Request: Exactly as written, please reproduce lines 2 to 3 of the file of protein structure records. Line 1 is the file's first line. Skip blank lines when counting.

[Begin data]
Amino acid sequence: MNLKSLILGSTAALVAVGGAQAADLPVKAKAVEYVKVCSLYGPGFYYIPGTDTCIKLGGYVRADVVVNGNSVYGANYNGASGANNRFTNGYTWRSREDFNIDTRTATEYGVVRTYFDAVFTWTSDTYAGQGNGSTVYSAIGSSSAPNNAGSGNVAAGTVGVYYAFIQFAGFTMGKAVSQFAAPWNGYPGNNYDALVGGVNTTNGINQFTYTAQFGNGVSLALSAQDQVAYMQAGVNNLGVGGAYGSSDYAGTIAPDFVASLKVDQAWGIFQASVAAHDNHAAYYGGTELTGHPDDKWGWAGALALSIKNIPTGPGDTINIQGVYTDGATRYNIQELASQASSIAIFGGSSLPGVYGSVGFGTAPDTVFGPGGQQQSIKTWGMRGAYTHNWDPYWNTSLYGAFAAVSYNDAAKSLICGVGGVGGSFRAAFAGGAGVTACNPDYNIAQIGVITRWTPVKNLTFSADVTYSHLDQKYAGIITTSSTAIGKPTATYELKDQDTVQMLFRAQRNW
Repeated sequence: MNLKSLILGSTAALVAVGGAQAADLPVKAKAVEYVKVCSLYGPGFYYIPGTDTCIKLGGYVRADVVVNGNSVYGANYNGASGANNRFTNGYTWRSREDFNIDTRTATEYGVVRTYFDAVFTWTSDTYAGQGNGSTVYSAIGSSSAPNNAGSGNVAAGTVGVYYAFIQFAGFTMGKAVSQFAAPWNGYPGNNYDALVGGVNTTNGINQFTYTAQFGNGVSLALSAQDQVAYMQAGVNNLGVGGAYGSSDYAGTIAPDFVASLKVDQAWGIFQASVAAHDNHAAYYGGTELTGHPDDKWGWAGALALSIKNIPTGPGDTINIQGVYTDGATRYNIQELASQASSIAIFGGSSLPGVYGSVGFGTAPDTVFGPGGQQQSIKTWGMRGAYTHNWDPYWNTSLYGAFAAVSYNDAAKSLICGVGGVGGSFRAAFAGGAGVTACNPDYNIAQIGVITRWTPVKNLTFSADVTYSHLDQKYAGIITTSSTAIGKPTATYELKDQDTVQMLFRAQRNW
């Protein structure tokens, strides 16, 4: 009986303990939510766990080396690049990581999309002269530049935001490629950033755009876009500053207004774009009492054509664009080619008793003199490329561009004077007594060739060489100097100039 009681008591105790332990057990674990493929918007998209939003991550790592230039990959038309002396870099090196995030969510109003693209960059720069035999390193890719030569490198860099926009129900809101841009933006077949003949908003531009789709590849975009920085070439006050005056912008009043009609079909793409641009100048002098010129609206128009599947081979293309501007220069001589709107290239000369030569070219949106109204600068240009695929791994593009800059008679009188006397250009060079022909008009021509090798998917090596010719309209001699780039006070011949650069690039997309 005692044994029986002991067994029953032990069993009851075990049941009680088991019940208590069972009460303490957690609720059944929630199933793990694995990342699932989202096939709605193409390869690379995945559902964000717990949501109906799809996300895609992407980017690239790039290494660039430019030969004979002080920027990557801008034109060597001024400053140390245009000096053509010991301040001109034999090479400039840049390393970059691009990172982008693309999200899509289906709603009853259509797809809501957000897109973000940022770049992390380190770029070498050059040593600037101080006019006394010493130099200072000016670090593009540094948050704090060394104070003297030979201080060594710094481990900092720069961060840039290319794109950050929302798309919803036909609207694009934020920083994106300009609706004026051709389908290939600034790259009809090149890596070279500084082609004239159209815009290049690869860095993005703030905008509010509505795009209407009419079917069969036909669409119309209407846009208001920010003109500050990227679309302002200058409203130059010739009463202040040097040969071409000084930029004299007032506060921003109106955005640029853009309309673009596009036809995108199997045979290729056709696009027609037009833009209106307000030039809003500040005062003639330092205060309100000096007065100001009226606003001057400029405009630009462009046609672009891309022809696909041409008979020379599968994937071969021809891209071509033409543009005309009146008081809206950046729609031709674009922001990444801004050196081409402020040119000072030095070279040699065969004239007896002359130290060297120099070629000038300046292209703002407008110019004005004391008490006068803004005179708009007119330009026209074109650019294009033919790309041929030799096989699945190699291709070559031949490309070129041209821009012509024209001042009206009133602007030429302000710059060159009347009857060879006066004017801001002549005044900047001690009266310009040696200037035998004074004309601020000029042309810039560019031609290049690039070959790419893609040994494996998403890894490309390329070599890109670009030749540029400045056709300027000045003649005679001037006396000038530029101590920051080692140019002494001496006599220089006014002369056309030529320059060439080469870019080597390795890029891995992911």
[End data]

Repeated sequence: MNLKSLILGSTAALVAVGGAQAADLPVKAKAVEYVKVCSLYGPGFYYIPGTDTCIKLGGYVRADVVVNGNSVYGANYNGASGANNRFTNGYTWRSREDFNIDTRTATEYGVVRTYFDAVFTWTSDTYAGQGNGSTVYSAIGSSSAPNNAGSGNVAAGTVGVYYAFIQFAGFTMGKAVSQFAAPWNGYPGNNYDALVGGVNTTNGINQFTYTAQFGNGVSLALSAQDQVAYMQAGVNNLGVGGAYGSSDYAGTIAPDFVASLKVDQAWGIFQASVAAHDNHAAYYGGTELTGHPDDKWGWAGALALSIKNIPTGPGDTINIQGVYTDGATRYNIQELASQASSIAIFGGSSLPGVYGSVGFGTAPDTVFGPGGQQQSIKTWGMRGAYTHNWDPYWNTSLYGAFAAVSYNDAAKSLICGVGGVGGSFRAAFAGGAGVTACNPDYNIAQIGVITRWTPVKNLTFSADVTYSHLDQKYAGIITTSSTAIGKPTATYELKDQDTVQMLFRAQRNW
């Protein structure tokens, strides 16, 4: 009986303990939510766990080396690049990581999309002269530049935001490629950033755009876009500053207004774009009492054509664009080619008793003199490329561009004077007594060739060489100097100039 009681008591105790332990057990674990493929918007998209939003991550790592230039990959038309002396870099090196995030969510109003693209960059720069035999390193890719030569490198860099926009129900809101841009933006077949003949908003531009789709590849975009920085070439006050005056912008009043009609079909793409641009100048002098010129609206128009599947081979293309501007220069001589709107290239000369030569070219949106109204600068240009695929791994593009800059008679009188006397250009060079022909008009021509090798998917090596010719309209001699780039006070011949650069690039997309 005692044994029986002991067994029953032990069993009851075990049941009680088991019940208590069972009460303490957690609720059944929630199933793990694995990342699932989202096939709605193409390869690379995945559902964000717990949501109906799809996300895609992407980017690239790039290494660039430019030969004979002080920027990557801008034109060597001024400053140390245009000096053509010991301040001109034999090479400039840049390393970059691009990172982008693309999200899509289906709603009853259509797809809501957000897109973000940022770049992390380190770029070498050059040593600037101080006019006394010493130099200072000016670090593009540094948050704090060394104070003297030979201080060594710094481990900092720069961060840039290319794109950050929302798309919803036909609207694009934020920083994106300009609706004026051709389908290939600034790259009809090149890596070279500084082609004239159209815009290049690869860095993005703030905008509010509505795009209407009419079917069969036909669409119309209407846009208001920010003109500050990227679309302002200058409203130059010739009463202040040097040969071409000084930029004299007032506060921003109106955005640029853009309309673009596009036809995108199997045979290729056709696009027609037009833009209106307000030039809003500040005062003639330092205060309100000096007065100001009226606003001057400029405009630009462009046609672009891309022809696909041409008979020379599968994937071969021809891209071509033409543009005309009146008081809206950046729609031709674009922001990444801004050196081409402020040119000072030095070279040699065969004239007896002359130290060297120099070629000038300046292209703002407008110019004005004391008490006068803004005179708009007119330009026209074109650019294009033919790309041929030799096989699945190699291709070559031949490309070129041209821009012509024209001042009206009133602007030429302000710059060159009347009857060879006066004017801001002549005044900047001690009266310009040696200037035998004074004309601020000029042309810039560019031609290049690039070959790419893609040994494996998403890894490309390329070599890109670009030749540029400045056709300027000045003649005679001037006396000038530029101590920051080692140019002494001496006599220089006014002369056309030529320059060439080469870019080597390795890029891995992911």